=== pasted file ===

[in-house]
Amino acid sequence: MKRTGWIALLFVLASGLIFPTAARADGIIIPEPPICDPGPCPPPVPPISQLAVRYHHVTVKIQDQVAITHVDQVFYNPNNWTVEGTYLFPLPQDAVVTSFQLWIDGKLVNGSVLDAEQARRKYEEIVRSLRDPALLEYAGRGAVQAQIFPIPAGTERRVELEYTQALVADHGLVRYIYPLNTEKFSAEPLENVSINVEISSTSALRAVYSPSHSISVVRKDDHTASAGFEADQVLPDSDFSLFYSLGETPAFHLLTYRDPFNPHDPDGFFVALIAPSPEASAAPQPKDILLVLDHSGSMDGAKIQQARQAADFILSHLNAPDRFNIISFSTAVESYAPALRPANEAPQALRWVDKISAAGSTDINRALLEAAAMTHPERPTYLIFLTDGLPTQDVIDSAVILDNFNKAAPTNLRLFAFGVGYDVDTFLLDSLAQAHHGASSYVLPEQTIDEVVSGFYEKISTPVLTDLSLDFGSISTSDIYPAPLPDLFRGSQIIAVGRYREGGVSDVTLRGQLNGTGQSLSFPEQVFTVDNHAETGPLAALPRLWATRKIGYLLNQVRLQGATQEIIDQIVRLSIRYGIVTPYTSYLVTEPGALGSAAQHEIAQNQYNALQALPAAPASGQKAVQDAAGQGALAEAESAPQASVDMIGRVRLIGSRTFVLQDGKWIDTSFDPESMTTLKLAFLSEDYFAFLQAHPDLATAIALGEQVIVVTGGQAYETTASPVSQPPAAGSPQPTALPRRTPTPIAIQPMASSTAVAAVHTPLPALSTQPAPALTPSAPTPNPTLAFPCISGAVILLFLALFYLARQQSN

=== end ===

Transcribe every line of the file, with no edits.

[in-house]
Amino acid sequence: MKRTGWIALLFVLASGLIFPTAARADGIIIPEPPICDPGPCPPPVPPISQLAVRYHHVTVKIQDQVAITHVDQVFYNPNNWTVEGTYLFPLPQDAVVTSFQLWIDGKLVNGSVLDAEQARRKYEEIVRSLRDPALLEYAGRGAVQAQIFPIPAGTERRVELEYTQALVADHGLVRYIYPLNTEKFSAEPLENVSINVEISSTSALRAVYSPSHSISVVRKDDHTASAGFEADQVLPDSDFSLFYSLGETPAFHLLTYRDPFNPHDPDGFFVALIAPSPEASAAPQPKDILLVLDHSGSMDGAKIQQARQAADFILSHLNAPDRFNIISFSTAVESYAPALRPANEAPQALRWVDKISAAGSTDINRALLEAAAMTHPERPTYLIFLTDGLPTQDVIDSAVILDNFNKAAPTNLRLFAFGVGYDVDTFLLDSLAQAHHGASSYVLPEQTIDEVVSGFYEKISTPVLTDLSLDFGSISTSDIYPAPLPDLFRGSQIIAVGRYREGGVSDVTLRGQLNGTGQSLSFPEQVFTVDNHAETGPLAALPRLWATRKIGYLLNQVRLQGATQEIIDQIVRLSIRYGIVTPYTSYLVTEPGALGSAAQHEIAQNQYNALQALPAAPASGQKAVQDAAGQGALAEAESAPQASVDMIGRVRLIGSRTFVLQDGKWIDTSFDPESMTTLKLAFLSEDYFAFLQAHPDLATAIALGEQVIVVTGGQAYETTASPVSQPPAAGSPQPTALPRRTPTPIAIQPMASSTAVAAVHTPLPALSTQPAPALTPSAPTPNPTLAFPCISGAVILLFLALFYLARQQSN